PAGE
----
But for the realization of this temporal and eternal happiness, He has laid down with supreme authority the condition that we must belong to His Flock, that we must accept His doctrine, that we must practice virtue, and that we must accept the teaching and guidance of Peter and his successors.

Further, whilst Jesus was kind to sinners and to those who went astray, He did not respect their false ideas, however sincere they might have appeared.

He loved them all, but He instructed them in order to convert them and save them.

from: The Prophetic Words of Pope St. Pius X, Excerpts from: Notre Charge Apostolique


223 - Charlatans

He sits on a throne with smug confidence.
Skin in bright gold, eyes are reptilian marbles.
Lips are smeared with honey, tongue is virile red.
He exhorts his followers to purge inhibitions.
“Whatever you feel is Tao, and should be indulged.”
They scream, they sob, they dance madly.
“Yes! Yes!” he exclaims. “Whatever you do is Tao!”

There are all too many charlatans in spirituality these days. If you meet such self-proclaimed masters, you must be wary. If the way they present to you seems easy, it is probably false. Why should spirituality be any different than any other endeavor? Can you become a ballet dancer easily? Did you learn your job easily? Was it simple to graduate from school? Everything takes effort.

It does not stand to reason that spirituality will be established simply by sitting in the presence of a master. Yet people continue to fall victim to this logic. In mass gatherings, a mild hysteria and a herd mentality are cleverly exploited. A teacher will tell you that whatever you do is holy. Whatever is said, though, the teacher cannot claim to give you Tao.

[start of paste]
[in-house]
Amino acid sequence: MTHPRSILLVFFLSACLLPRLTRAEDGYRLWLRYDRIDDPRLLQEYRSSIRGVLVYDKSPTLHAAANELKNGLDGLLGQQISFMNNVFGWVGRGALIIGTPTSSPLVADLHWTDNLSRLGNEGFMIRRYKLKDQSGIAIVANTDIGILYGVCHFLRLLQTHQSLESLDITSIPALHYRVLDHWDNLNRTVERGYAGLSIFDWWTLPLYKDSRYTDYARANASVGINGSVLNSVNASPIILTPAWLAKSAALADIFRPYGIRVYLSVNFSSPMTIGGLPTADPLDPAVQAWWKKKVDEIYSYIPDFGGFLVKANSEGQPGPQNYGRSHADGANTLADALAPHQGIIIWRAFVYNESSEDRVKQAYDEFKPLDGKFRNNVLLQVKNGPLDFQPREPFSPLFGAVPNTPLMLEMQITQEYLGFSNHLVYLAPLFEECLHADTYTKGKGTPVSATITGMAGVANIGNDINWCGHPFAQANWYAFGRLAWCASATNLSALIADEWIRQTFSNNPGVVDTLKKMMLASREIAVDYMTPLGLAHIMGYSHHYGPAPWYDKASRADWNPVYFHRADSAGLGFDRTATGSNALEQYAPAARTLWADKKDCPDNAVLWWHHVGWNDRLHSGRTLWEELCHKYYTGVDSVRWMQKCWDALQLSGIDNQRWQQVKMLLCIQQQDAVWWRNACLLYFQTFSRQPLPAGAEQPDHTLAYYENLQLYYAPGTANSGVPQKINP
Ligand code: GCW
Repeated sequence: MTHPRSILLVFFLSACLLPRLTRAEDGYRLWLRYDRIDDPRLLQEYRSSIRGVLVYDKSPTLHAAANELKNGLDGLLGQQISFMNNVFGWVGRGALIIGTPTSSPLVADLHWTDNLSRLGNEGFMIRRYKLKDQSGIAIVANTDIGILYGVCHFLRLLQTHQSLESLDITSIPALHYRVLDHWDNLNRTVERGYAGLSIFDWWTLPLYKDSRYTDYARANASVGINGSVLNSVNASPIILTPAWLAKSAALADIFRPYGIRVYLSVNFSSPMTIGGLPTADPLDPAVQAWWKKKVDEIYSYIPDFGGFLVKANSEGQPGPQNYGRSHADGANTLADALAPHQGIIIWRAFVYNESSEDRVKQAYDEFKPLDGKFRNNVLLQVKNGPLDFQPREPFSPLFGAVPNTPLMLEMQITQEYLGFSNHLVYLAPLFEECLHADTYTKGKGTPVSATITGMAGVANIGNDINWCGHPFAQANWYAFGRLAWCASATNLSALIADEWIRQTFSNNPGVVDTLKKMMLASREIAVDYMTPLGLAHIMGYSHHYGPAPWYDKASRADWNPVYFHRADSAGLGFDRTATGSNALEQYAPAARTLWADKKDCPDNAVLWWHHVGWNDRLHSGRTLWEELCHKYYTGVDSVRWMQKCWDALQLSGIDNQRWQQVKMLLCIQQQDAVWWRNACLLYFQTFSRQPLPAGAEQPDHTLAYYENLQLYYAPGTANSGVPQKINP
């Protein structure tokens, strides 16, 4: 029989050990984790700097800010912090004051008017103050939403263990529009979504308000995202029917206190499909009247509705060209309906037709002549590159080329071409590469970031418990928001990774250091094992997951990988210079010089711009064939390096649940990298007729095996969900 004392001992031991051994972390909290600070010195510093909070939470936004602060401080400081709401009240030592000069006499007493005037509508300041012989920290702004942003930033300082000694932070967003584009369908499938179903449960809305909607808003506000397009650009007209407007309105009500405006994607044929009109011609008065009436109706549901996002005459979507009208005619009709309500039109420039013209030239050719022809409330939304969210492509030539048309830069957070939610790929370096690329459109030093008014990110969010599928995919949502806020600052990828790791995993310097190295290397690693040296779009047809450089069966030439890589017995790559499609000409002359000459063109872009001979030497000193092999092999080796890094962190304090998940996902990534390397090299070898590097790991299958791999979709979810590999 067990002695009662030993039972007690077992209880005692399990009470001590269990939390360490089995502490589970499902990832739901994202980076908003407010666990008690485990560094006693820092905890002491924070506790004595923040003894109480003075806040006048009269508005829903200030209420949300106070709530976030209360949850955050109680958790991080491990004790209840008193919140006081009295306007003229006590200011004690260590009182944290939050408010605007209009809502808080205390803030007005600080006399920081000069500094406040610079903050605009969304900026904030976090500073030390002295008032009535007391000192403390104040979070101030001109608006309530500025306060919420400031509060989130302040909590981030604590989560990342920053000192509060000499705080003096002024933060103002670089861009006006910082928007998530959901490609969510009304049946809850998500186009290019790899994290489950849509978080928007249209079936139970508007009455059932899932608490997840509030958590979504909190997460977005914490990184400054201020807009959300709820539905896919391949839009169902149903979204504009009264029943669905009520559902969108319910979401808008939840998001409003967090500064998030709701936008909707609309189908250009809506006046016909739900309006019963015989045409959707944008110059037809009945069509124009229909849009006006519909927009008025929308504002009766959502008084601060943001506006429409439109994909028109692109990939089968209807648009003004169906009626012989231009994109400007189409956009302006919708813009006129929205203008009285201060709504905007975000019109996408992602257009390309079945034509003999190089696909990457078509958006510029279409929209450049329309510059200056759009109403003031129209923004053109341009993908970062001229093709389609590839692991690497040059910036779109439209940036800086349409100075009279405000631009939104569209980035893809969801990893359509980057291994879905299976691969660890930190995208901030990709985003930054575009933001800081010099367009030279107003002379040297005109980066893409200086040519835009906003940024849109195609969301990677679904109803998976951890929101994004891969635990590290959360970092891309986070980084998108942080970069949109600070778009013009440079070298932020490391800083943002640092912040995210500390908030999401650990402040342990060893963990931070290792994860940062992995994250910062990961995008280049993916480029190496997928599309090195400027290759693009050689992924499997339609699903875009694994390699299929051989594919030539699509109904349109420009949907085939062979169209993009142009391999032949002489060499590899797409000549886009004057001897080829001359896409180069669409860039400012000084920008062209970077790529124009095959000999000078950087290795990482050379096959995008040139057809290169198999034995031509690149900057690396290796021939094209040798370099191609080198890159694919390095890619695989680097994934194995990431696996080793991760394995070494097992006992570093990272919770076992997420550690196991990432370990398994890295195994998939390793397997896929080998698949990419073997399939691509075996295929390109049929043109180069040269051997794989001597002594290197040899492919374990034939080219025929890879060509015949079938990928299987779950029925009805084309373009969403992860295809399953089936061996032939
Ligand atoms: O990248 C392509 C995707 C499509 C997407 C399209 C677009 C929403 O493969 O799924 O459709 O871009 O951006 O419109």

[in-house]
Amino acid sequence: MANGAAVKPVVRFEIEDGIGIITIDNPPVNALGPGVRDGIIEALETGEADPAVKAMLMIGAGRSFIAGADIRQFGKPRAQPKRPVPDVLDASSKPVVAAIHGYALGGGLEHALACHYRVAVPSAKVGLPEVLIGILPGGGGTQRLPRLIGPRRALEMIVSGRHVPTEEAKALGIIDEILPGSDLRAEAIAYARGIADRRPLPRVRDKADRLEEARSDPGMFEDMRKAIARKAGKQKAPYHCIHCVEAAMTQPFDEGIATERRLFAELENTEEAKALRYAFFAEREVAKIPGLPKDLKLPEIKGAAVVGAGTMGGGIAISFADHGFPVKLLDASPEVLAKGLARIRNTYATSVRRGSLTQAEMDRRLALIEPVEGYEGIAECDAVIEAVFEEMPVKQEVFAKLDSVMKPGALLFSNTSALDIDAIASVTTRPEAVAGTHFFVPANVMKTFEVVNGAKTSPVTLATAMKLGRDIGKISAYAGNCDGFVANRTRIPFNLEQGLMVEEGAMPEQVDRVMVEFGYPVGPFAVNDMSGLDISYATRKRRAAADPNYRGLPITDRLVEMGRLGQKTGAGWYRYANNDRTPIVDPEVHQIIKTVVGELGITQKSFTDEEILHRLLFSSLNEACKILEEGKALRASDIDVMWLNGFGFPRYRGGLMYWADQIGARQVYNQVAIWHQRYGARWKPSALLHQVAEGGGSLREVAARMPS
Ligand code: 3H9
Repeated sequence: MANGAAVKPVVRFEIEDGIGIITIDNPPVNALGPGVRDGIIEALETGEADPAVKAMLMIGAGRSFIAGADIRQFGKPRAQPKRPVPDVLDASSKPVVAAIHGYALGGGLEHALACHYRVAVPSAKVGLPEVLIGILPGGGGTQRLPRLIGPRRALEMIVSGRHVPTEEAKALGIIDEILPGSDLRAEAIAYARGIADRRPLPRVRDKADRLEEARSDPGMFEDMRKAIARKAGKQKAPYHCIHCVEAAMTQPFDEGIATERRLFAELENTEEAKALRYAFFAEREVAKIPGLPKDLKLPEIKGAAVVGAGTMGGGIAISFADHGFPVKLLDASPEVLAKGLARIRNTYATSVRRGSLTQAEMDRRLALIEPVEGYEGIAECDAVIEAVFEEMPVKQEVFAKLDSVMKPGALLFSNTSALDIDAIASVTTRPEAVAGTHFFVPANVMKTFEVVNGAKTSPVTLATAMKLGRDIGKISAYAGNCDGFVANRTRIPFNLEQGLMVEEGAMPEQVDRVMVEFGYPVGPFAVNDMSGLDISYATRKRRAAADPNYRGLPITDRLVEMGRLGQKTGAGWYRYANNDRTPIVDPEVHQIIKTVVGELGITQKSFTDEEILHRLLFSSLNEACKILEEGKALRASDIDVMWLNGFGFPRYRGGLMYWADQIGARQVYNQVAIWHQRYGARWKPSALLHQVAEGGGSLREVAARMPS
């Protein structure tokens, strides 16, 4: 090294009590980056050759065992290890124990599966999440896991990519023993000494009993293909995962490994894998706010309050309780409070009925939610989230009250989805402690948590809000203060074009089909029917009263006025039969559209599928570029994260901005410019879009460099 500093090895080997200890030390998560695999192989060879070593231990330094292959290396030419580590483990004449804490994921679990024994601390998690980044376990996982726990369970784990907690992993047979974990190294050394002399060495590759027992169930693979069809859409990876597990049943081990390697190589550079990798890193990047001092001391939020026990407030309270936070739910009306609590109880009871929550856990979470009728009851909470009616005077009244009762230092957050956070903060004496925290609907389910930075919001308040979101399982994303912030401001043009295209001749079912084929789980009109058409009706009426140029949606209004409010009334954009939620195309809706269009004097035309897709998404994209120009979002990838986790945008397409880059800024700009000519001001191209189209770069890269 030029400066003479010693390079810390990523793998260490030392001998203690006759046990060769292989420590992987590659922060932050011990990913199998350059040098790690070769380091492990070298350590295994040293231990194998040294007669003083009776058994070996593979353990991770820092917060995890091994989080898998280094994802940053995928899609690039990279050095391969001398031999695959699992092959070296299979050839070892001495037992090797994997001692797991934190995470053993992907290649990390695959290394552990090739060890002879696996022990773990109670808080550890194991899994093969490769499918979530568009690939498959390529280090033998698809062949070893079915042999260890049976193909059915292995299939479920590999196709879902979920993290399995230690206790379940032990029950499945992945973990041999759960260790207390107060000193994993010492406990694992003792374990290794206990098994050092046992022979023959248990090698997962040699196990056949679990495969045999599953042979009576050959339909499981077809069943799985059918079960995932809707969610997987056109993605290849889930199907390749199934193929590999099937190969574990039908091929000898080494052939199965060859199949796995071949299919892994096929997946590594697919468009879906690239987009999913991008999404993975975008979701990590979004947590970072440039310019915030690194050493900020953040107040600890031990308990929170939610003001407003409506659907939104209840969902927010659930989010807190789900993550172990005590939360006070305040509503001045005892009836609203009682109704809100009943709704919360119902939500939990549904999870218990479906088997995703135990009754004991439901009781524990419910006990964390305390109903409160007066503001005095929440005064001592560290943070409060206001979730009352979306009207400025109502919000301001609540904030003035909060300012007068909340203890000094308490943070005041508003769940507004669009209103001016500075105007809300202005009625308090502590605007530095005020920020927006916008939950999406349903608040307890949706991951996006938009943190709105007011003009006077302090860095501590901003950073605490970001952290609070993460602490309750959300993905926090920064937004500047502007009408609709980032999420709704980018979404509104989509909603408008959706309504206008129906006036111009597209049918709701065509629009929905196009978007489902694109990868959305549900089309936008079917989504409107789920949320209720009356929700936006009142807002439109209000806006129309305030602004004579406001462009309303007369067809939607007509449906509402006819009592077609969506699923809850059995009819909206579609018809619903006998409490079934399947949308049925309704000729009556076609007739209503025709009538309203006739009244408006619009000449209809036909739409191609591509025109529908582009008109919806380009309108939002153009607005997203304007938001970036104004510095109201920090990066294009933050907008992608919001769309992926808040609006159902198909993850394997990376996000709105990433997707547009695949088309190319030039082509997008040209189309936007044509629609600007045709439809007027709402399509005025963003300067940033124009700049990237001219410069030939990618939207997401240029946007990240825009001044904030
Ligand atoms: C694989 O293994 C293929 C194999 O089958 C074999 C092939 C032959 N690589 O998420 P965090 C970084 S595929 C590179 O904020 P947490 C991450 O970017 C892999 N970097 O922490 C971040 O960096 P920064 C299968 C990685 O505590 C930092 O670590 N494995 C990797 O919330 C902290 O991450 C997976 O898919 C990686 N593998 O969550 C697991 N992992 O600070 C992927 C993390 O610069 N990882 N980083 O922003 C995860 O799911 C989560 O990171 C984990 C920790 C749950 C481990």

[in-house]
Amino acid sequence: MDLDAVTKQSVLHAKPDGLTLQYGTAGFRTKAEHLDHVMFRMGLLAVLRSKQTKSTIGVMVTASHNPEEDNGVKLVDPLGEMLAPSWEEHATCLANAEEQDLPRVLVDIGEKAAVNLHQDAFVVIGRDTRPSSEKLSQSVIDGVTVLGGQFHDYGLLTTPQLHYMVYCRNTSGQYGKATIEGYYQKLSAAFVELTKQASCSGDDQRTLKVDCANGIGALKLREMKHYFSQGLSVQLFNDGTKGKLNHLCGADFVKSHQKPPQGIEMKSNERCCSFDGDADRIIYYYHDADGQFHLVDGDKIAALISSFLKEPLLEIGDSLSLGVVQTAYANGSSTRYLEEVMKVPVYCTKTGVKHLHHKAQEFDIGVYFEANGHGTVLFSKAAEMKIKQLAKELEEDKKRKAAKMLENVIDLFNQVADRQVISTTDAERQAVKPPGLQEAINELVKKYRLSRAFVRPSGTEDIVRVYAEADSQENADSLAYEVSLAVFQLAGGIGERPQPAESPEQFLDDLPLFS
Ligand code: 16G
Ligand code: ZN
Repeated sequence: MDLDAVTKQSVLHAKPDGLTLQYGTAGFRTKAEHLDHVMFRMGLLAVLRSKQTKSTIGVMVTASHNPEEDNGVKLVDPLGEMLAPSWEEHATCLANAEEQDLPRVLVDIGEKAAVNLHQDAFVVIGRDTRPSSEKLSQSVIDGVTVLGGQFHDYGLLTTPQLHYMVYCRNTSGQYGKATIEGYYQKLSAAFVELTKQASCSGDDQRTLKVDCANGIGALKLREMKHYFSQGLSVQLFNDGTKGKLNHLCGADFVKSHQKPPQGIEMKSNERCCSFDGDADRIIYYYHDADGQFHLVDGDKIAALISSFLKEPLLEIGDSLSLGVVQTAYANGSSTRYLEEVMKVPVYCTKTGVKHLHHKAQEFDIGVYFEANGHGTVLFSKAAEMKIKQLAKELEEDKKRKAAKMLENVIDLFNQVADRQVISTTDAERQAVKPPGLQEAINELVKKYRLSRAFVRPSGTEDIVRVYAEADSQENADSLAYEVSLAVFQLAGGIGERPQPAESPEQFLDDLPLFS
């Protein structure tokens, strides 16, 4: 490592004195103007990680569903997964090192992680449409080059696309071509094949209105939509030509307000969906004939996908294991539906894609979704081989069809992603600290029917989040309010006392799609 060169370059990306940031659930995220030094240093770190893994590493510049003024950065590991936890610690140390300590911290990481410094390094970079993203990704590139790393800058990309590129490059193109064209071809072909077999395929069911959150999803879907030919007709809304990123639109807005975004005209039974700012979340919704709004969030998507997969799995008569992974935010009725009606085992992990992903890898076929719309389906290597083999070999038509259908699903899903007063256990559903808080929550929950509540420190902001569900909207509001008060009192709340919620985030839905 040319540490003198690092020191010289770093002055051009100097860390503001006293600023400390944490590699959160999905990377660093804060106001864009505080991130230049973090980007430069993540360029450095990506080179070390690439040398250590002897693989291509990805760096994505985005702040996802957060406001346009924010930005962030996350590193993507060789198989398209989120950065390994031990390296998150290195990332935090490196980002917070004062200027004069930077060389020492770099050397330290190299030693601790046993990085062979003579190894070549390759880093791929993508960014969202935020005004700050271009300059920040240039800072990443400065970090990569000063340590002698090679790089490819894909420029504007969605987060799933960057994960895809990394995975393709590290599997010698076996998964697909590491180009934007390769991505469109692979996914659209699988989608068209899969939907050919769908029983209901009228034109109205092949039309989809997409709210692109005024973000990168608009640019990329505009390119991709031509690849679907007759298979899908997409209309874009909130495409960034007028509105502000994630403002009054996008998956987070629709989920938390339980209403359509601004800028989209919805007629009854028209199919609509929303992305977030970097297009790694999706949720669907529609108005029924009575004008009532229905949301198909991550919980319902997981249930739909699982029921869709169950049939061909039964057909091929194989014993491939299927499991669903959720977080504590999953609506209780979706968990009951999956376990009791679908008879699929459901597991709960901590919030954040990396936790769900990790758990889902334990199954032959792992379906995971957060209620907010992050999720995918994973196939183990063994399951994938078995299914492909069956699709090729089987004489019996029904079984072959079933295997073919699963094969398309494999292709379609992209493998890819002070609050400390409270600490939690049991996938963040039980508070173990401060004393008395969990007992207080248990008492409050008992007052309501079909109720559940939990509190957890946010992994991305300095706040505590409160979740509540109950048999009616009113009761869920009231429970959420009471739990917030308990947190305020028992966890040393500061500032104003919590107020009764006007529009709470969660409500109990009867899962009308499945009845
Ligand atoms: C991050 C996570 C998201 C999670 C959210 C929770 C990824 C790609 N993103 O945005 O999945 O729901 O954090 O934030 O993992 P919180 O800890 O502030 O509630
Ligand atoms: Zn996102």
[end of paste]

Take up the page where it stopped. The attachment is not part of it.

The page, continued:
Tao is only gained by the self. Masters are hard to find, and following the road takes solitary discipline. It takes daily work, so how could you get it at a rally? Indulgence is not Tao. True Tao cannot be gained without understanding and strength.

- Deng Ming-Dao

Thoughts on Routledge’s A Frequency Dictionary of Japanese

I’ve given this book a look-through, hoping it would be able to serve as a nifty reference for my research and work. To make that story short: it will be.

There are some curious things to note about the book, though:

1) The introduction is very thorough and is worth a read. It discusses the sources that the authors used when making the list and alludes to the ever enduring question of what is a word.

2) The entires are given in kanji (when commonly used) and romaji; but no kana. This is curious because the glossary/first index is ordered by kana, as one would expect from a Japanese dictionary. So regardless the readers are expected to know 1) the “kana order” and 2) what the entries would look like in kana.

3) Various conjugations are treated as words. Entry 3, for example, is た, which is there called a past auxiliary. You’ll also find う from the exhortative conjugation as well, amongst many others.

4) There are combinations of particles and verbs that are also treated as a single word as well. Entry 16, for example, is という, which is と and いう and I cannot for the life of me imagine that anyone actually believes that those are one word. Entry 125 is のではない, which is a particle, a verb, another particle, and another verb. 

5) There are spread throughout a  number of useful charts and tables that tell you how frequently alternate pronunciations are used and in what contexts for some words (for example, いう and ゆう) and thematic groupings of certain words, like Animals, for example. (I was surprised to see lion there translated as ライオン because the word that comes to my mind is 獅子, which may or may not be in popular use nowadays.)

6) The further you get into the book, the more “normal” it gets, in the sense that you stop seeing phrases and particles and verb endings and you just see your standard nouns and verbs and adjectives and adverbs.

7) Like all reference books, you may want to get your feet wet with the language through a primer or something like that before actually trying to use a book like this. But when you go get around to using this kind of thing, it’s often useful to just read it and find out how far down the list you have to go before you stop recognizing most of the words. Then you start making flashcards or what have you in order to learn all the words you need to know.